|The HeartWare controller that is being replaced because of problems with the power supply connector ports--Courtesy of HeartWare|
HeartWare ($HTWR) will replace the defective controllers of its artificial blood pumps, marking its fifth corrective action of the year deemed a Class 1 recall by the FDA. Class 1 recalls are reserved for situations in which the agency believes there is a reasonable probability that use of or exposure to the device "will cause serious adverse health consequences or death."
In a June 16 safety alert, the FDA said that Ventricular Assist System's "alignment guides in the power supply connector ports may wear down over time. This can cause the connection pins to become twisted or bent, and eventually prevent the patient from connecting the device controller to their VAS (Ventricular Assist System). An interruption in this electrical connection would cause the pump to stop, which could cause serious patient injury or death."
There have been 33 reported instances of this problem, which has resulted in one serious injury, the alert says.
HeartWare sent its customers a correction notice on May 25 to alert them of the problem. According to the FDA, the company urged hospitals to "Make appointments to see the patients subject to this recall as soon as possible, and inspect their device's power supply connector ports for wear, twisting, or bending. Consider replacing the controller if necessary."
In the safety notice, the FDA is more definitive than was the May correction notice. The agency states that "HeartWare will replace all defective controllers by the end of June 2016." The alert covers all 3,747 HeartWare systems currently in use.
The company's Ventricular Assist System is meant to serve as a bridge to transplantation for patients awaiting a heart transplant by pumping blood around the body, but has been plagued by a slew of safety issues so far in 2015.
|HeartWare's Ventricular Assist System--Courtesy of HeartWare|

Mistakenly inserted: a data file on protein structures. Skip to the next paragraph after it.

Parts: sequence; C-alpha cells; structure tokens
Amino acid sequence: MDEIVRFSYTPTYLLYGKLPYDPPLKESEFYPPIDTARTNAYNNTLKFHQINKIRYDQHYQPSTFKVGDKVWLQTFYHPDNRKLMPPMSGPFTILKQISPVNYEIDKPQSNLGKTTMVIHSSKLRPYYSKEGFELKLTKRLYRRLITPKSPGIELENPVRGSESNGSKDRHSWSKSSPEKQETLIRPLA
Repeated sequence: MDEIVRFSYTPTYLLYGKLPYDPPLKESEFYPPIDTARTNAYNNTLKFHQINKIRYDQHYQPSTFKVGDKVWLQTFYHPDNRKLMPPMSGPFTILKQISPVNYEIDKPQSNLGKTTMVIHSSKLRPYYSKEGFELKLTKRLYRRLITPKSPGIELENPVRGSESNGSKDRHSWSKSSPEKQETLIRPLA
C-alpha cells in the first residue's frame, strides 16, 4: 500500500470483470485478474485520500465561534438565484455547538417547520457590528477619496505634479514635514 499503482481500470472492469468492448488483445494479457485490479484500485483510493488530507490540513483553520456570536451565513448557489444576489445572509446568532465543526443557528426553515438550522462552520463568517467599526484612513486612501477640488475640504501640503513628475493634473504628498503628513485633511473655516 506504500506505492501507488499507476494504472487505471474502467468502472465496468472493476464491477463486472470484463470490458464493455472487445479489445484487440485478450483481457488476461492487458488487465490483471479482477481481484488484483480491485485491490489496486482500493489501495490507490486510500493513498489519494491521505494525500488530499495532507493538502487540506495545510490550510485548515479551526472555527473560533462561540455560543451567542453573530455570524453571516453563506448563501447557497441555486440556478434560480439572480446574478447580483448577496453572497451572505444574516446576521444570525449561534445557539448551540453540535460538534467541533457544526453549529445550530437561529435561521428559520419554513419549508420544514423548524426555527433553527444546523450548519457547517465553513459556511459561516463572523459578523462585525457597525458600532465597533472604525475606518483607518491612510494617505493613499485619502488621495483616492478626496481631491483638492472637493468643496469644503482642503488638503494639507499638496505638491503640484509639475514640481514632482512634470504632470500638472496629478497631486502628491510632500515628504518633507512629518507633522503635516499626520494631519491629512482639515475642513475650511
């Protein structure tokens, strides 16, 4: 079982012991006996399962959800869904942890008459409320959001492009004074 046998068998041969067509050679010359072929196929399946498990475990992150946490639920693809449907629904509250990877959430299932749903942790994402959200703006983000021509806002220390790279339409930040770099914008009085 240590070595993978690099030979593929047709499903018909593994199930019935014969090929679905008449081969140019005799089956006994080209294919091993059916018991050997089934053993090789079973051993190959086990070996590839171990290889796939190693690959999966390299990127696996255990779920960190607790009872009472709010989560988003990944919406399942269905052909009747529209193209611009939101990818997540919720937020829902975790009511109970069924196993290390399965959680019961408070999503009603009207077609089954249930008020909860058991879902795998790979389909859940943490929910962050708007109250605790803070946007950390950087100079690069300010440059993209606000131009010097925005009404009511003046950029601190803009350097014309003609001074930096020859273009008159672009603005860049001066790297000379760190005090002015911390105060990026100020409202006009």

In a Class 1 recall notice posted on the FDA's database in May, the agency warned that the device's splice kit, used to repair electrical breaks in the external part of the pump's driveline cable, can fail if exposed to excessive force.
HeartWare also earned a Class 1 recall in June by sending a voluntary letter to customers explaining how to safely use the device, and potential problems associated with it, including false battery alarms and accidental snagging or pulling of the driveline, which could cause disconnection or damage to the component.
Besides mechanical problems, the Ventricular Assist System has some usability issues--though that it isn't too surprising given the inherent challenges of wearing critical components of a blood pump around the waist (such as batteries), walking around with a wire underneath your shirt that connects to the implanted pump, or being tethered to a power outlet that connects to an electrical socket (when the batteries are not in use).
HeartWare seeks an expanded indication of the device from the FDA that would allow the system to be used as a long-term "destination therapy" for patients who are ineligible for a heart transplant, but the numerous safety scares could be a deterrent.
Rival Thoratec ($THOR) already has the coveted destination therapy designation from the FDA.
But in March 2014, the company was hit with four separate Class 1 recalls of its own after four patients on its HeartMate II pump died after struggling to switch to backup system controllers when their external battery pack ran low on power. It had four voluntary corrective actions deemed a Class 1 recall by the FDA last year, but none this year, compared to 5 for HeartWare.
The company's stock is essentially unchanged since news of the controller issue was first publicized in the recall database on June 13, indicating the financial impact of the news is likely quite small. In an SEC filing, HeartWare said it incurred recall-related costs of $1.3 million in Q1 2015.